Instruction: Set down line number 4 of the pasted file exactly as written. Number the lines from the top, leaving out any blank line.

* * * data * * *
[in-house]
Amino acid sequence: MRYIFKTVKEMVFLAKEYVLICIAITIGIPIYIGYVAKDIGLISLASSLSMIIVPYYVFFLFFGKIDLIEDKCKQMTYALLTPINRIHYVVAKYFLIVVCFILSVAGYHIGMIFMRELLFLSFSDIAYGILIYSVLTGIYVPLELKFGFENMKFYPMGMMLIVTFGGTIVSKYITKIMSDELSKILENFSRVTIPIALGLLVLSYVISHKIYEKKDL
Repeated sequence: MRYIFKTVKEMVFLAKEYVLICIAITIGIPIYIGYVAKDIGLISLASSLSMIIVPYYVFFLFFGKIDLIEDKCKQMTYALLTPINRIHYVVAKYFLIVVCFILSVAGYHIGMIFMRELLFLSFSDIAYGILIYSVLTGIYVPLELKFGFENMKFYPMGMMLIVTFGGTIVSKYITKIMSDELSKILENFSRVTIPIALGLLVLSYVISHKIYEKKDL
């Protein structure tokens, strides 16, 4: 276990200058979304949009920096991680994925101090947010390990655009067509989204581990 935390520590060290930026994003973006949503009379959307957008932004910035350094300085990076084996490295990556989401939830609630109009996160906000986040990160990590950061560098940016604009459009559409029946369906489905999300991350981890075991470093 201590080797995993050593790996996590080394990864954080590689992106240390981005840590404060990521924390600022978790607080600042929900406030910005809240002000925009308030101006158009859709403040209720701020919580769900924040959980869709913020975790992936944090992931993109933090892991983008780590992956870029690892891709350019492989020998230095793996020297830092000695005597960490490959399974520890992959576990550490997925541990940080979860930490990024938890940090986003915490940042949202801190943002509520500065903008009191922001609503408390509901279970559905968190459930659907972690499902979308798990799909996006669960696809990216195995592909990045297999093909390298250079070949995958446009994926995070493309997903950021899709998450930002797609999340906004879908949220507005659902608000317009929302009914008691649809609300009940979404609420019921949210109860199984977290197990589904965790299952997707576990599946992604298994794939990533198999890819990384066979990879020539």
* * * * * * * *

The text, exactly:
């Protein structure tokens, strides 16, 4: 276990200058979304949009920096991680994925101090947010390990655009067509989204581990 935390520590060290930026994003973006949503009379959307957008932004910035350094300085990076084996490295990556989401939830609630109009996160906000986040990160990590950061560098940016604009459009559409029946369906489905999300991350981890075991470093 201590080797995993050593790996996590080394990864954080590689992106240390981005840590404060990521924390600022978790607080600042929900406030910005809240002000925009308030101006158009859709403040209720701020919580769900924040959980869709913020975790992936944090992931993109933090892991983008780590992956870029690892891709350019492989020998230095793996020297830092000695005597960490490959399974520890992959576990550490997925541990940080979860930490990024938890940090986003915490940042949202801190943002509520500065903008009191922001609503408390509901279970559905968190459930659907972690499902979308798990799909996006669960696809990216195995592909990045297999093909390298250079070949995958446009994926995070493309997903950021899709998450930002797609999340906004879908949220507005659902608000317009929302009914008691649809609300009940979404609420019921949210109860199984977290197990589904965790299952997707576990599946992604298994794939990533198999890819990384066979990879020539």